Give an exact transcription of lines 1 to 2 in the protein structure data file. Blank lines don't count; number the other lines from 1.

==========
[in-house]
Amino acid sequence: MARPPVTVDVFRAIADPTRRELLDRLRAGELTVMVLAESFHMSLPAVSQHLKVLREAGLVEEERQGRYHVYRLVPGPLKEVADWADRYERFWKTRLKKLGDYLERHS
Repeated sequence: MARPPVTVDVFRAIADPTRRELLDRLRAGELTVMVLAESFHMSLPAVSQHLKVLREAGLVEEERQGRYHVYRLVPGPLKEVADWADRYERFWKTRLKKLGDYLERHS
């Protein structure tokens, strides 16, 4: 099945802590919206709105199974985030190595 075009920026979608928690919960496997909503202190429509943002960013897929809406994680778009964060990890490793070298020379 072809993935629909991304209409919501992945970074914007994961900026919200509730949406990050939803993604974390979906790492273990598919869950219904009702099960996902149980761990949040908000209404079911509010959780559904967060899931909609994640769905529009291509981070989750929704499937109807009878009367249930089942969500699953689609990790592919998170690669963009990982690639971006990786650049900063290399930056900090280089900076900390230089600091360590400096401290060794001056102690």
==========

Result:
[in-house]
Amino acid sequence: MARPPVTVDVFRAIADPTRRELLDRLRAGELTVMVLAESFHMSLPAVSQHLKVLREAGLVEEERQGRYHVYRLVPGPLKEVADWADRYERFWKTRLKKLGDYLERHS